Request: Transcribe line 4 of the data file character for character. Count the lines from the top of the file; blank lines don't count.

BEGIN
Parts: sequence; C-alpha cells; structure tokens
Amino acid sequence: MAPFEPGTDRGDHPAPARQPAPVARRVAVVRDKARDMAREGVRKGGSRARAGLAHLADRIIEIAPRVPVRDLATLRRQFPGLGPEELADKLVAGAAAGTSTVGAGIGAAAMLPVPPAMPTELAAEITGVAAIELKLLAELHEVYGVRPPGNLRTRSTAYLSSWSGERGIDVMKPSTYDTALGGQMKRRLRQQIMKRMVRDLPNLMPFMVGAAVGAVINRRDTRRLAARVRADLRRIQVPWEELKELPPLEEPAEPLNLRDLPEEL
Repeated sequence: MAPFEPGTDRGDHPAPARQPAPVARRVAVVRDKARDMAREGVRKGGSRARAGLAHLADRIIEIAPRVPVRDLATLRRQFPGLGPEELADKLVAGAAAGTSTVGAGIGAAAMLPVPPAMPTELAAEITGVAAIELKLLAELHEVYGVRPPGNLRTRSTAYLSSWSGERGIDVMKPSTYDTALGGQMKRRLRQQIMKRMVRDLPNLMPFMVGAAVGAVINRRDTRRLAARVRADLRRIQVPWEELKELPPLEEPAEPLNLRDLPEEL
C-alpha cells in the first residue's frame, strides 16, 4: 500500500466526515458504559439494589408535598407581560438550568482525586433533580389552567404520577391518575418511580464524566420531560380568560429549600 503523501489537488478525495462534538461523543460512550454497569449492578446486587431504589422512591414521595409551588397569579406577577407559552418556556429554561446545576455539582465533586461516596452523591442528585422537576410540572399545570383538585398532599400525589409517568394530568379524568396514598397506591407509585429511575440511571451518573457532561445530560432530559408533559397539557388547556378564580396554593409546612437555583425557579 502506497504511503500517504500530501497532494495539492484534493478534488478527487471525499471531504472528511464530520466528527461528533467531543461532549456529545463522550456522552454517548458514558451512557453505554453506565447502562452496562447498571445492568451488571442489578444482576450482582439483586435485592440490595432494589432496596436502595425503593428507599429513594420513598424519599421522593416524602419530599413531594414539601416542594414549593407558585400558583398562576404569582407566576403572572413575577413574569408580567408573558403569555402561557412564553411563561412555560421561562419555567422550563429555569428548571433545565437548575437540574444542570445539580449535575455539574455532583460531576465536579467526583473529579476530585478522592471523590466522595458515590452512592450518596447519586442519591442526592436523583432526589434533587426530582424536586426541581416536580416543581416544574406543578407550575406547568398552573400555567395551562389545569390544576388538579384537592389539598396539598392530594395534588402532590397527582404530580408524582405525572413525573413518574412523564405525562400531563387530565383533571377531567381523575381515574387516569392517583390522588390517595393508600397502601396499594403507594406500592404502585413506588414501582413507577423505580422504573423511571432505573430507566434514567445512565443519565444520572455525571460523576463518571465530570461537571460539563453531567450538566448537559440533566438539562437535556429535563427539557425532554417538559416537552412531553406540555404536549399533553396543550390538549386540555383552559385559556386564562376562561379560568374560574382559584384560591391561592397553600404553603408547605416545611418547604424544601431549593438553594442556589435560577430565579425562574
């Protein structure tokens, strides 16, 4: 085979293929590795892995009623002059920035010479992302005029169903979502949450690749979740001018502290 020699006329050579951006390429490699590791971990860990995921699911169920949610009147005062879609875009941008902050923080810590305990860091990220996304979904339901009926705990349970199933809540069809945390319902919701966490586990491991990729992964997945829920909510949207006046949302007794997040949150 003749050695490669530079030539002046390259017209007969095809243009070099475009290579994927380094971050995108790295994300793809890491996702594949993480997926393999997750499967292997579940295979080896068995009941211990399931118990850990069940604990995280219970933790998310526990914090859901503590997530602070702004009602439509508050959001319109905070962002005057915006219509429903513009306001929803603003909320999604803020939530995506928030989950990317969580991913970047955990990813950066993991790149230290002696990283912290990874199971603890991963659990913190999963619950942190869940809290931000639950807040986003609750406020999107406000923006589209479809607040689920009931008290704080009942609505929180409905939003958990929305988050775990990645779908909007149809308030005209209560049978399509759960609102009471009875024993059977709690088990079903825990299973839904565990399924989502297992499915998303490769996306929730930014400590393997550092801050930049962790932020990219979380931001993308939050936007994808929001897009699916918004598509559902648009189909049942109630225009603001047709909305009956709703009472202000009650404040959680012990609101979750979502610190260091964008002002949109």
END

C-alpha cells in the first residue's frame, strides 16, 4: 500500500466526515458504559439494589408535598407581560438550568482525586433533580389552567404520577391518575418511580464524566420531560380568560429549600 503523501489537488478525495462534538461523543460512550454497569449492578446486587431504589422512591414521595409551588397569579406577577407559552418556556429554561446545576455539582465533586461516596452523591442528585422537576410540572399545570383538585398532599400525589409517568394530568379524568396514598397506591407509585429511575440511571451518573457532561445530560432530559408533559397539557388547556378564580396554593409546612437555583425557579 502506497504511503500517504500530501497532494495539492484534493478534488478527487471525499471531504472528511464530520466528527461528533467531543461532549456529545463522550456522552454517548458514558451512557453505554453506565447502562452496562447498571445492568451488571442489578444482576450482582439483586435485592440490595432494589432496596436502595425503593428507599429513594420513598424519599421522593416524602419530599413531594414539601416542594414549593407558585400558583398562576404569582407566576403572572413575577413574569408580567408573558403569555402561557412564553411563561412555560421561562419555567422550563429555569428548571433545565437548575437540574444542570445539580449535575455539574455532583460531576465536579467526583473529579476530585478522592471523590466522595458515590452512592450518596447519586442519591442526592436523583432526589434533587426530582424536586426541581416536580416543581416544574406543578407550575406547568398552573400555567395551562389545569390544576388538579384537592389539598396539598392530594395534588402532590397527582404530580408524582405525572413525573413518574412523564405525562400531563387530565383533571377531567381523575381515574387516569392517583390522588390517595393508600397502601396499594403507594406500592404502585413506588414501582413507577423505580422504573423511571432505573430507566434514567445512565443519565444520572455525571460523576463518571465530570461537571460539563453531567450538566448537559440533566438539562437535556429535563427539557425532554417538559416537552412531553406540555404536549399533553396543550390538549386540555383552559385559556386564562376562561379560568374560574382559584384560591391561592397553600404553603408547605416545611418547604424544601431549593438553594442556589435560577430565579425562574